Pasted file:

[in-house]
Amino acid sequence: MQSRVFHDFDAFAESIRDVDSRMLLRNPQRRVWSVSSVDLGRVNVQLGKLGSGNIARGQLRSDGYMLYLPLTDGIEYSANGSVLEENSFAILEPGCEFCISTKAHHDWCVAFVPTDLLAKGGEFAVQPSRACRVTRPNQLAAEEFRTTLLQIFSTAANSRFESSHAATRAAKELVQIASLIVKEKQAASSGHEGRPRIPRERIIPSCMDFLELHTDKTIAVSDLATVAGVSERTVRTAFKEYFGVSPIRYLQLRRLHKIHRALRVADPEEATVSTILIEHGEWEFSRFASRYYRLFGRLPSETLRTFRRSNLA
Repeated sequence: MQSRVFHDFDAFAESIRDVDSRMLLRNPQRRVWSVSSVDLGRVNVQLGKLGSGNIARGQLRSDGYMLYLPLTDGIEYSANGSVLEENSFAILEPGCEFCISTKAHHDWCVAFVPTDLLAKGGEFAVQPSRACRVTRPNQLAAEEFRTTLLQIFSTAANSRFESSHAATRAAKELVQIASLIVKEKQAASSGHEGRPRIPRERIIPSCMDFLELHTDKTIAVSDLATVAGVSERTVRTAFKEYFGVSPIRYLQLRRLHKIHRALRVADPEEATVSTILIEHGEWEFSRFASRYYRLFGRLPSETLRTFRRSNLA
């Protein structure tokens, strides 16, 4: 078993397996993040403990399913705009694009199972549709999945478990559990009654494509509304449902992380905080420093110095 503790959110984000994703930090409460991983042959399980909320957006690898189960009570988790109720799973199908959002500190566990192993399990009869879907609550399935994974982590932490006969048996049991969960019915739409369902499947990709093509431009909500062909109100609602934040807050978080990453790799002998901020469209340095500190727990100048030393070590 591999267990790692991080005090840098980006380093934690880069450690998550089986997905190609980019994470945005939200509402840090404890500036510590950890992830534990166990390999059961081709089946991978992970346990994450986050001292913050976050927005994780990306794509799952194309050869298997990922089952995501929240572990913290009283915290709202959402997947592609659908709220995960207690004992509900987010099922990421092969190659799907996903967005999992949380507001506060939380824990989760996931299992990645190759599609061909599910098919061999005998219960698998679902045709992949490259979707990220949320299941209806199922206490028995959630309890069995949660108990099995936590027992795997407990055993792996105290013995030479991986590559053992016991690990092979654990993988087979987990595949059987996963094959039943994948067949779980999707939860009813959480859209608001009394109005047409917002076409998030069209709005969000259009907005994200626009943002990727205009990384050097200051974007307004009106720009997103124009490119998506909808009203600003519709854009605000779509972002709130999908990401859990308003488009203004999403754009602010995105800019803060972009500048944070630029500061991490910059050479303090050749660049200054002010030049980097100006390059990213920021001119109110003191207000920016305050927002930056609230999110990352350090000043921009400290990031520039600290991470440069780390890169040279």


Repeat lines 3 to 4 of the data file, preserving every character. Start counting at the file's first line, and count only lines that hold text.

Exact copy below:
Repeated sequence: MQSRVFHDFDAFAESIRDVDSRMLLRNPQRRVWSVSSVDLGRVNVQLGKLGSGNIARGQLRSDGYMLYLPLTDGIEYSANGSVLEENSFAILEPGCEFCISTKAHHDWCVAFVPTDLLAKGGEFAVQPSRACRVTRPNQLAAEEFRTTLLQIFSTAANSRFESSHAATRAAKELVQIASLIVKEKQAASSGHEGRPRIPRERIIPSCMDFLELHTDKTIAVSDLATVAGVSERTVRTAFKEYFGVSPIRYLQLRRLHKIHRALRVADPEEATVSTILIEHGEWEFSRFASRYYRLFGRLPSETLRTFRRSNLA
């Protein structure tokens, strides 16, 4: 078993397996993040403990399913705009694009199972549709999945478990559990009654494509509304449902992380905080420093110095 503790959110984000994703930090409460991983042959399980909320957006690898189960009570988790109720799973199908959002500190566990192993399990009869879907609550399935994974982590932490006969048996049991969960019915739409369902499947990709093509431009909500062909109100609602934040807050978080990453790799002998901020469209340095500190727990100048030393070590 591999267990790692991080005090840098980006380093934690880069450690998550089986997905190609980019994470945005939200509402840090404890500036510590950890992830534990166990390999059961081709089946991978992970346990994450986050001292913050976050927005994780990306794509799952194309050869298997990922089952995501929240572990913290009283915290709202959402997947592609659908709220995960207690004992509900987010099922990421092969190659799907996903967005999992949380507001506060939380824990989760996931299992990645190759599609061909599910098919061999005998219960698998679902045709992949490259979707990220949320299941209806199922206490028995959630309890069995949660108990099995936590027992795997407990055993792996105290013995030479991986590559053992016991690990092979654990993988087979987990595949059987996963094959039943994948067949779980999707939860009813959480859209608001009394109005047409917002076409998030069209709005969000259009907005994200626009943002990727205009990384050097200051974007307004009106720009997103124009490119998506909808009203600003519709854009605000779509972002709130999908990401859990308003488009203004999403754009602010995105800019803060972009500048944070630029500061991490910059050479303090050749660049200054002010030049980097100006390059990213920021001119109110003191207000920016305050927002930056609230999110990352350090000043921009400290990031520039600290991470440069780390890169040279």